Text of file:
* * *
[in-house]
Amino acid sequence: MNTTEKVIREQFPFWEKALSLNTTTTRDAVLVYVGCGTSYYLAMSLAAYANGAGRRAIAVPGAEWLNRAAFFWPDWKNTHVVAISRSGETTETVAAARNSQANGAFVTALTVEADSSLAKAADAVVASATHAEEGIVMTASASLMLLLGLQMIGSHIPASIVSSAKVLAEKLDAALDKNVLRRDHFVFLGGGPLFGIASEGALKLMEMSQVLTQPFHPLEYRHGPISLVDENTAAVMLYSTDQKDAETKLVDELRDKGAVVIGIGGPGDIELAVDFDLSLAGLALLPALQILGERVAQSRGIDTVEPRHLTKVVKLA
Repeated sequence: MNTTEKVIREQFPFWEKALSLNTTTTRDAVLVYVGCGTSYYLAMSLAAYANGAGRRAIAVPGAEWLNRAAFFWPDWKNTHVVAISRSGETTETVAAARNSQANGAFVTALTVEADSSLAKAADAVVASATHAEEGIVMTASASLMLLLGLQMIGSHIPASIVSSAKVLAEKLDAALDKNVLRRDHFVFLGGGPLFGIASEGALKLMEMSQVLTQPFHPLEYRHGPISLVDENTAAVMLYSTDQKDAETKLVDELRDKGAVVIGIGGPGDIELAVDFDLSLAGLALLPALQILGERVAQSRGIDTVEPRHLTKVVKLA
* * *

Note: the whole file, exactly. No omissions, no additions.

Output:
[in-house]
Amino acid sequence: MNTTEKVIREQFPFWEKALSLNTTTTRDAVLVYVGCGTSYYLAMSLAAYANGAGRRAIAVPGAEWLNRAAFFWPDWKNTHVVAISRSGETTETVAAARNSQANGAFVTALTVEADSSLAKAADAVVASATHAEEGIVMTASASLMLLLGLQMIGSHIPASIVSSAKVLAEKLDAALDKNVLRRDHFVFLGGGPLFGIASEGALKLMEMSQVLTQPFHPLEYRHGPISLVDENTAAVMLYSTDQKDAETKLVDELRDKGAVVIGIGGPGDIELAVDFDLSLAGLALLPALQILGERVAQSRGIDTVEPRHLTKVVKLA
Repeated sequence: MNTTEKVIREQFPFWEKALSLNTTTTRDAVLVYVGCGTSYYLAMSLAAYANGAGRRAIAVPGAEWLNRAAFFWPDWKNTHVVAISRSGETTETVAAARNSQANGAFVTALTVEADSSLAKAADAVVASATHAEEGIVMTASASLMLLLGLQMIGSHIPASIVSSAKVLAEKLDAALDKNVLRRDHFVFLGGGPLFGIASEGALKLMEMSQVLTQPFHPLEYRHGPISLVDENTAAVMLYSTDQKDAETKLVDELRDKGAVVIGIGGPGDIELAVDFDLSLAGLALLPALQILGERVAQSRGIDTVEPRHLTKVVKLA